|Native to||United States|
|Extinct||1972, with the death of Minnie Scovell |
Tillamook is an extinct Salishan language, formerly spoken by the Tillamook people in northwestern Oregon, United States. The last fluent speaker was Minnie Scovell who died in 1972.  In an effort to prevent the language from being lost, a group of researchers from the University of Hawaii interviewed the few remaining Tillamook-speakers and created a 120-page dictionary. 
The so-called "rounded" consonants (traditionally marked with the diacritic ⟨ʷ⟩, but here indicated with ⟨ᵓ⟩), including rounded vowels and ⟨w⟩ (/ɰᵓ/), are not actually labialized. The acoustic effect of labialization is created entirely inside the mouth by cupping the tongue (sulcalization). Uvulars with this distinctive internal rounding have "a kind of ɔ timbre" while "rounded" front velars have ɯ coloring. These contrast and oppose otherwise very similar segments having ɛ or ɪ coloring—the "unrounded" consonants.
/w/ is also formed with this internal rounding instead of true labialization, making it akin to [ɰ]. So are vowel sounds formerly written as /o/ or /u/, which are best characterized as the diphthong /əɰ/ with increasing internal rounding. 
Approximants are speech sounds that involve the articulators approaching each other but not narrowly enough nor with enough articulatory precision to create turbulent airflow. Therefore, approximants fall between fricatives, which do produce a turbulent airstream, and vowels, which produce no turbulence. This class is composed of sounds like and semivowels like and, as well as lateral approximants like.
Labial consonants are consonants in which one or both lips are the active articulator. The two common labial articulations are bilabials, articulated using both lips, and labiodentals, articulated with the lower lip against the upper teeth, both of which are present in English. A third labial articulation is dentolabials, articulated with the upper lip against the lower teeth, normally only found in pathological speech. Generally precluded are linguolabials, in which the tip of the tongue contacts the posterior side of the upper lip, making them coronals, though sometimes, they behave as labial consonants.
Labialization is a secondary articulatory feature of sounds in some languages. Labialized sounds involve the lips while the remainder of the oral cavity produces another sound. The term is normally restricted to consonants. When vowels involve the lips, they are called rounded.
Hopi is a Uto-Aztecan language spoken by the Hopi people of northeastern Arizona, United States.
The voiced labial–velar approximant is a type of consonantal sound, used in certain spoken languages, including English. It is the sound denoted by the letter ⟨w⟩ in the English alphabet; likewise, the symbol in the International Phonetic Alphabet that represents this sound is ⟨w⟩, or rarely, and the equivalent X-SAMPA symbol is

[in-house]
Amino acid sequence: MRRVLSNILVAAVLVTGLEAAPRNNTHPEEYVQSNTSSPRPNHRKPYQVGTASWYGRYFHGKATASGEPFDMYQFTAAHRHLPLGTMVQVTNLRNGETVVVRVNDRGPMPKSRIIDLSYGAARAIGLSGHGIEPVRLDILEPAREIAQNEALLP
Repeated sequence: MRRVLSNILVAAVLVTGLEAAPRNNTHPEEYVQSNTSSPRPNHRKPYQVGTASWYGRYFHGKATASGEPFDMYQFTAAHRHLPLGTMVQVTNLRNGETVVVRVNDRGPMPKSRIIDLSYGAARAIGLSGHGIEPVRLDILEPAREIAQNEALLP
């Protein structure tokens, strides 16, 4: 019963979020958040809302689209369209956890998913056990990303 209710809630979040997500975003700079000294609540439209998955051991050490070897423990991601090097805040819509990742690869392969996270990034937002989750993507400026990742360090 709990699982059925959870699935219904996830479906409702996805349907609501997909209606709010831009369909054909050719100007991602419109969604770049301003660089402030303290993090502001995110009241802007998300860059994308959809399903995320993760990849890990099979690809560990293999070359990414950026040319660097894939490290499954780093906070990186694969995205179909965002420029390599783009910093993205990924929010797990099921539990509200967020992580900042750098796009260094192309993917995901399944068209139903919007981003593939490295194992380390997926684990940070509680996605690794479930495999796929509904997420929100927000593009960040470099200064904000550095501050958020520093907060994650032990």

w. In most languages it is the semivocalic counterpart of the close back rounded vowel. In inventory charts of languages with other labialized velar consonants, will be placed in the same column as those consonants. When consonant charts have only labial and velar columns, may be placed in the velar column, (bi)labial column, or both. The placement may have more to do with phonological criteria than phonetic ones.
In phonetics, vowel roundedness is the amount of rounding in the lips during the articulation of a vowel. It is labialization of a vowel. When a rounded vowel is pronounced, the lips form a circular opening, and unrounded vowels are pronounced with the lips relaxed. In most languages, front vowels tend to be unrounded, and back vowels tend to be rounded. However, some languages, such as French, German and Icelandic, distinguish rounded and unrounded front vowels of the same height, and Vietnamese distinguishes rounded and unrounded back vowels of the same height. Alekano has only unrounded vowels. In the International Phonetic Alphabet vowel chart, rounded vowels are the ones that appear on the right in each pair of vowels. There are also diacritics, U+0339◌̹COMBINING RIGHT HALF RING BELOW and U+031C◌̜COMBINING LEFT HALF RING BELOW, to indicate greater and lesser degrees of rounding, respectively. Thus has less rounding than cardinal, and has more. These diacritics can also be used with unrounded vowels: is more spread than cardinal, and is less spread than cardinal.
Irish phonology varies from dialect to dialect; there is no standard pronunciation of Irish. Therefore, this article focuses on phenomena shared by most or all dialects, and on the major differences among the dialects. Detailed discussion of the dialects can be found in the specific articles: Ulster Irish, Connacht Irish, and Munster Irish.